In June of this year, the United States Supreme Court held that an employer who fires an employee for being gay or transgender violates the Civil Rights Act of 1964 ("Title VII"). Title VII prohibits employers from refusing to hire, firing, or otherwise discriminating against any individual because of the individual's race, color, religion, sex, or national origin. Though the list of protected classes covered by Title VII does not expressly include sexual orientation or gender identity, in Bostock v. Clayton County, Georgia, the Court found that firing an employee for being gay or transgender constituted discrimination based upon the person's sex. Though the Court acknowledged that gay and transgender status are distinct concepts from sex, the Court went on to state that "discrimination based on homosexuality or transgender status necessarily entails discrimination based on sex; the first cannot happen without the second."
While the Court's holding in Bostock certainly has implications for creditors in the employment context, the Court's rationale could also affect creditors' underwriting processes and credit decisions under the Equal Credit Opportunity Act ("ECOA").
In Bostock, Bostock's employer admitted to firing him for "conduct 'unbecoming' a county employee" because Bostock began participating in a gay recreational softball league. The Court found that Bostock was terminated because of his sex. That is, Bostock was fired because he was male and was attracted to men, and the employer would not have fired him if he had been female and attracted to men. As a result, Bostock was fired because he was male, which constituted unlawful discrimination under Title VII.
Similarly, Aimee Stephens was fired after she informed her employer she was transitioning and would "live and work full-time as a woman." The Court found that Stephens was fired because of her sex because the employer would not have fired a person identified as female at birth for living and working as a woman. As the Court explained, "[i]f the employer retains an otherwise identical employee who was identified as female at birth, the employer intentionally penalizes a person identified as male at birth for traits or actions that it tolerates in an employee identified as female at birth."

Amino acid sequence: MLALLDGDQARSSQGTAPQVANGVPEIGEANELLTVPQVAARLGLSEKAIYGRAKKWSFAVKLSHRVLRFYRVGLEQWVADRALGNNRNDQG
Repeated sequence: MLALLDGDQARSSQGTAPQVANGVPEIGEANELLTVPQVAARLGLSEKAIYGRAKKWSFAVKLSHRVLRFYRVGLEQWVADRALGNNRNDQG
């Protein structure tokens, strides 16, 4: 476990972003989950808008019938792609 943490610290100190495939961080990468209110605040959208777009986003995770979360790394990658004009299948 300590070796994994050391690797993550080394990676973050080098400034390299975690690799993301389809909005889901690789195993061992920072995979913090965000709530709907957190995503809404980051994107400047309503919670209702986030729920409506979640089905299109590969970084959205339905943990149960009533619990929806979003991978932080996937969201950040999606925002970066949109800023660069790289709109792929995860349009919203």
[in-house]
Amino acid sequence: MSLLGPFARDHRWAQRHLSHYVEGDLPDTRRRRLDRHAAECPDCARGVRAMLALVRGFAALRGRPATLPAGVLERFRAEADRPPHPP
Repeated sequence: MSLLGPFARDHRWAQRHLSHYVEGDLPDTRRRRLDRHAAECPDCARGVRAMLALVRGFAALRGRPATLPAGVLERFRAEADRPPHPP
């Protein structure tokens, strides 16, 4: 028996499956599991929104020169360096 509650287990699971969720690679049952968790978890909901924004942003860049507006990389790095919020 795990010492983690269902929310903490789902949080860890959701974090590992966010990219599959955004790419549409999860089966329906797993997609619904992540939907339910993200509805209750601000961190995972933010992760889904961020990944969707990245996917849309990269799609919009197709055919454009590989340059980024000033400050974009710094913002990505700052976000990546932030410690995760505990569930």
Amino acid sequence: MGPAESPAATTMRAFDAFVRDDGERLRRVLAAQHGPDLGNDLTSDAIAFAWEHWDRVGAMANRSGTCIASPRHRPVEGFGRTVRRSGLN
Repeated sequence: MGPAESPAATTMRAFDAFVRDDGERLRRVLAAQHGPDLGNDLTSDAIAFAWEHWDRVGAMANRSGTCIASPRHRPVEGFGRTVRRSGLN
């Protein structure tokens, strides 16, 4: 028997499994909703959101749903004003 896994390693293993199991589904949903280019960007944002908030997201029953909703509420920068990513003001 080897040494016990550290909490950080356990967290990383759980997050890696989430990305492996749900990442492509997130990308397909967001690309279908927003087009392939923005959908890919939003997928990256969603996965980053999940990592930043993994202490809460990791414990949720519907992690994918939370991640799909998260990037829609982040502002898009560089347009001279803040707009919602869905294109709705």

So, it seems clear that, under Title VII, a creditor cannot fire an employee because of the employee's sexual orientation. But can a creditor refuse to lend money to a consumer because of sexual orientation or gender identity? Several states have specifically prohibited discriminating on the basis of sexual orientation or gender identity in credit decisions. For example, in Colorado, the Consumer Credit Code expressly prohibits discriminating on the basis of sexual orientation, although that term is not defined. Illinois likewise prohibits discrimination in access to financial credit based on sexual orientation, defined to mean actual or perceived heterosexuality, homosexuality, bisexuality, or gender-related identity, whether or not traditionally associated with the person's designated sex at birth. However, federally, this specific scenario has not yet made its way up to the high court. But a review of the statutory language in light of the Supreme Court's decision in Bostock is instructive.